The last two columns have been about gigs – it must be time for some controversy.
Because something controversial happened last week and it seems to have received very little by way of media comment. One report I read had a content warning so, uncertain as to the etiquette with such things, I repeat it here: This article covers sexual assault and harassment and may be triggering for some readers.
I should also mention that it may contain opinions you disagree with – which seems a bit of a trigger these days – and that those opinions come from a not-entirely-young-any-more white male, also an iffy proposition in certain circles.
And, just in case, here's a trigger warning for dog-lovers: I am in fact a cat person. And though not actually planning to mention the cats today, you should probably brace yourself in case one of them accidentally slips in. First, a little background...
Thomas Oliver is a New Zealand singer, musician and songwriter. Last month, in a lengthy statement on his Facebook page, he admitted to assaulting a woman in 2017. He followed as she was trying to leave a party and “grasped her throat with my hand”, after she had previously declined his request to kiss her. The woman’s allegations had earlier been shared anonymously on a social media forum.
He said he was “blackout drunk”, had no memory of what happened, and had pieced it together after speaking with the woman and an RNZ Music employee.
In his statement Oliver said he took responsibility for his actions, which were “completely unacceptable” and that he was deeply “regretful”, “remorseful” and “sorry”. The incident prompted him to quit drinking, he said.
That was followed by a second Facebook post; Oliver said he now realised he had not owned his actions. “This situation is not about my feelings and alcohol is not an excuse. What I did was inexcusable, and it doesn’t warrant an explanation.”
On May 15 he said he was stepping away from music for the foreseeable future.
I’m not going to relitigate that, or the fact it would seem that NZR Music failed to properly support the woman, their employee. I want to consider the reaction from APRA, the Australasian Performing Right Association, which collects royalties owed to songwriters and holds the Silver Scroll Awards, annually crowning New Zealand’s best song.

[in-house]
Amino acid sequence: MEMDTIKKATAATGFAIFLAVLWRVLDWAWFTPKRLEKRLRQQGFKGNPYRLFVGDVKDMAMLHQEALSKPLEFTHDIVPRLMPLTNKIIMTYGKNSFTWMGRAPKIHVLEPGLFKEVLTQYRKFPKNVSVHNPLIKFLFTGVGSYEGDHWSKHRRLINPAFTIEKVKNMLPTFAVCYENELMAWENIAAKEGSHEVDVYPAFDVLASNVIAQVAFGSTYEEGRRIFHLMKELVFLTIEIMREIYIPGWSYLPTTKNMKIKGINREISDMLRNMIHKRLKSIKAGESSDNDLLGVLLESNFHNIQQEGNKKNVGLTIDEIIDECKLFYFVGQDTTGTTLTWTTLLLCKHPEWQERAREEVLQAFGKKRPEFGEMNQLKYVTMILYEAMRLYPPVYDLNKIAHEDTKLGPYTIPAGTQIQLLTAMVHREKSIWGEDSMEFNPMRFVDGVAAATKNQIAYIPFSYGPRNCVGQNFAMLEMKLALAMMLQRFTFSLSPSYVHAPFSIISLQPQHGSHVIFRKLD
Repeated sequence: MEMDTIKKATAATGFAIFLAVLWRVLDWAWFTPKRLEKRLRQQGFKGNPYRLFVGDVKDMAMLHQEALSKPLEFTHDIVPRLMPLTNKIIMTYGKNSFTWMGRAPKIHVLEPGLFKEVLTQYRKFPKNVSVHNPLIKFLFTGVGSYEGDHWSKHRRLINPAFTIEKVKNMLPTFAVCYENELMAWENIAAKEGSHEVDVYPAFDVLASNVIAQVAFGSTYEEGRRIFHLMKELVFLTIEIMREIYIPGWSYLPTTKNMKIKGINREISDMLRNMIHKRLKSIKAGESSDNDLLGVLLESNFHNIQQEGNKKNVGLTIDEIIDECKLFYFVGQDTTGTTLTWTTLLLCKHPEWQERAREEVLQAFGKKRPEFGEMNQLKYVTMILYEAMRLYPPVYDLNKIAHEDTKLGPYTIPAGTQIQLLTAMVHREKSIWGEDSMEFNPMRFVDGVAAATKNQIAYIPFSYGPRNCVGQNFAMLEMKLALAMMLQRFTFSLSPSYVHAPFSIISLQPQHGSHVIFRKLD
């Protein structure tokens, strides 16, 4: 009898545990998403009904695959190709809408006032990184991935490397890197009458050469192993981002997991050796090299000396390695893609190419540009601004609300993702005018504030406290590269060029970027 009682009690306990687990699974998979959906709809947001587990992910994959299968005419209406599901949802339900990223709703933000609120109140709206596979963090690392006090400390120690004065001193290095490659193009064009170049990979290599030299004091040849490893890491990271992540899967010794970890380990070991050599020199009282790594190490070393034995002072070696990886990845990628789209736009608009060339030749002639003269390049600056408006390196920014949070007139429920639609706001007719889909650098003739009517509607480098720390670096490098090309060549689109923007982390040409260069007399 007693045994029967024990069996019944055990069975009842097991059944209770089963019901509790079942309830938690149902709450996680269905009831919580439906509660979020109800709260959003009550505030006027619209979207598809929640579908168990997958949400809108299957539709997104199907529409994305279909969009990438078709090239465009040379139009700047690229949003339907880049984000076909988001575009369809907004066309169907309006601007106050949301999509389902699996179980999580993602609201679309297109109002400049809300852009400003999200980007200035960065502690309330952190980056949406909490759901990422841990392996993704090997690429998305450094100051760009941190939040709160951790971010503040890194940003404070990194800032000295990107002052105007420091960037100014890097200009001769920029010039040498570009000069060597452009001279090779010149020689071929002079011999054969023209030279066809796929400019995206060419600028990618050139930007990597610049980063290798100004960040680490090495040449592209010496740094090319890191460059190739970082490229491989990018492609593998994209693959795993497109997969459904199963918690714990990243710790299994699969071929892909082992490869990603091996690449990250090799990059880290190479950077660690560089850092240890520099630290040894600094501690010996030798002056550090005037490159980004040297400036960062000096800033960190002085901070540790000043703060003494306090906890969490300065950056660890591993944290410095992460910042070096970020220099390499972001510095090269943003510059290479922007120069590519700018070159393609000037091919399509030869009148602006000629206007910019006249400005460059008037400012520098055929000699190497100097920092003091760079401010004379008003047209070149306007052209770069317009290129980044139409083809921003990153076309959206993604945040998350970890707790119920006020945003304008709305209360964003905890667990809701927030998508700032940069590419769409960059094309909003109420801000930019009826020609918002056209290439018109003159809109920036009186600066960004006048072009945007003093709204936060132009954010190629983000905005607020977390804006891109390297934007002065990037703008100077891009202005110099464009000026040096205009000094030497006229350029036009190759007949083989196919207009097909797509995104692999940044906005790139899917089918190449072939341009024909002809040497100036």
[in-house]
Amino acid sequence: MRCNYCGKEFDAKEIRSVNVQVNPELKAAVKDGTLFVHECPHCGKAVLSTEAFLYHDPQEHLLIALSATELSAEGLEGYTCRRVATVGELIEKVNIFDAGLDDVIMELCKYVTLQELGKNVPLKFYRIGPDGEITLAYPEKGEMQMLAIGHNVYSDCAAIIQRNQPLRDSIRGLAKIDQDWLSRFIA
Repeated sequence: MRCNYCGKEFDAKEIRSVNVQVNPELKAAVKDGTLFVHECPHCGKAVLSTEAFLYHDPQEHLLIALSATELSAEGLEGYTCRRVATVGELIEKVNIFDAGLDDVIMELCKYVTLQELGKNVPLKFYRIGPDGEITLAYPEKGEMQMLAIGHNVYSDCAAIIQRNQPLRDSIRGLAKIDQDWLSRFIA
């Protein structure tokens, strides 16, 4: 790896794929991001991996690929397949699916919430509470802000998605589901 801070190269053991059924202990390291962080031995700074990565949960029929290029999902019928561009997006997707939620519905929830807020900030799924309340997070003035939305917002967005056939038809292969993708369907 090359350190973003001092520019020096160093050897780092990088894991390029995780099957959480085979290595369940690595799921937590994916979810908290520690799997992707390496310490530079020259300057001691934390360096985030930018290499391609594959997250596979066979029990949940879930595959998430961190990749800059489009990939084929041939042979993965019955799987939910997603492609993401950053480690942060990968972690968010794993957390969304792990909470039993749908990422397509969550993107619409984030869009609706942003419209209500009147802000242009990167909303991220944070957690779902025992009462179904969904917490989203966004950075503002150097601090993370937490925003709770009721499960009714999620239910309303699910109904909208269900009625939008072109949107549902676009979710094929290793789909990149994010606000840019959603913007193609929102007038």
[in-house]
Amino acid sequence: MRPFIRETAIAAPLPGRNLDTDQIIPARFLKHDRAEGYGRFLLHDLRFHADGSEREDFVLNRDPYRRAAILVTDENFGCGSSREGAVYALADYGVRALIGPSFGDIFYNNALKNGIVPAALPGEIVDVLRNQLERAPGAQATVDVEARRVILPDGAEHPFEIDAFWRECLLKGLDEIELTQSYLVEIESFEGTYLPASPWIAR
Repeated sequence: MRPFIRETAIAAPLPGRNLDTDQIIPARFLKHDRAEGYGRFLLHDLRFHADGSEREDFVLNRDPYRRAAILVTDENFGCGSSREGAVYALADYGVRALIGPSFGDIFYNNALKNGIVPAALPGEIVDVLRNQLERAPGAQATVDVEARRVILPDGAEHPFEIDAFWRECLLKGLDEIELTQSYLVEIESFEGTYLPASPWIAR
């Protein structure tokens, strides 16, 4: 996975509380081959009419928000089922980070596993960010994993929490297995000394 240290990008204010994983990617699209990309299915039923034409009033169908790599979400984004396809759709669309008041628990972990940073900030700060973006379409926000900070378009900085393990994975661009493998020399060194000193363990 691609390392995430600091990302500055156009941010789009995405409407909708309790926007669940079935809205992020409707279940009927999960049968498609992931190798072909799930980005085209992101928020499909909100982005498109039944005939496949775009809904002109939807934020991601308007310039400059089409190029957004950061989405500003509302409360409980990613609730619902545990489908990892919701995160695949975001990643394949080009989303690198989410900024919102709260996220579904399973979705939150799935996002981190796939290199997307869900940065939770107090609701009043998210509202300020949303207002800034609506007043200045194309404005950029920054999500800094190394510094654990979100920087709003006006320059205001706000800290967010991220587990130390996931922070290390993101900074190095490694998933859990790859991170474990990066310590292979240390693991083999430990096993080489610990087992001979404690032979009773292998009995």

Thomas Oliver won that award in 2016 for his song If I Move To Mars. APRA’s statement says: “We have reached out to Thomas and his management and advised them that his APRA Silver Scroll Award title from 2016 will be revoked, and his name will be removed from our award records and from the trophy.”
Terms and Conditions
The APRA statement also says: “As part of our direct involvement in that (i.e. stopping music industry bad behaviour), APRA is reviewing all our terms and conditions for participation in our awards and programs, and also reviewing our complaints procedures.”
So if I’m reading this correctly, there will now be some sort of behavioural test for songwriters. What will the rules be for songwriters if they want to win an award? I note that what Oliver did, bad though it was, has not seen him charged with anything. So he hasn’t ‘broken the law’ per se.
But what if Thomas Oliver had robbed a bank? How about fraud - that's not as bad as robbing a bank is it? What if he was busted for drugs? Does it depend on the type of drug (marijuana okay but P bad)?
Which previous winners have criminal convictions? Should lawbreaking disqualify you, or is some lawbreaking alright? Or is it only about physical violence? What about the Silver Scroll ceremony after which a fight broke out between members of Herbs and The Exponents? Or is it only violence towards women?
I guess the big question is – do you need to do something illegal? Or just something frowned upon by a group of no doubt carefully selected people of all races, sexes and socio-economic groupings. APRA appear serious about applying a morality test to a songwriting competition. I suspect they’ve opened something resembling a can. Beware, lest it contain worms.
Where to get help
If you have been affected by sexual violence and need support contact Tautoko Mai Sexual Harm Support (formerly BOPSASS) on their 24/7 support line, 0800 227 233.
Victim Support 0800 842 846
Rape Crisis 0800 88 33 00
Mosaic - Tiaki Tangata Peer support for males who have experienced trauma and sexual abuse: 0800 94 22 94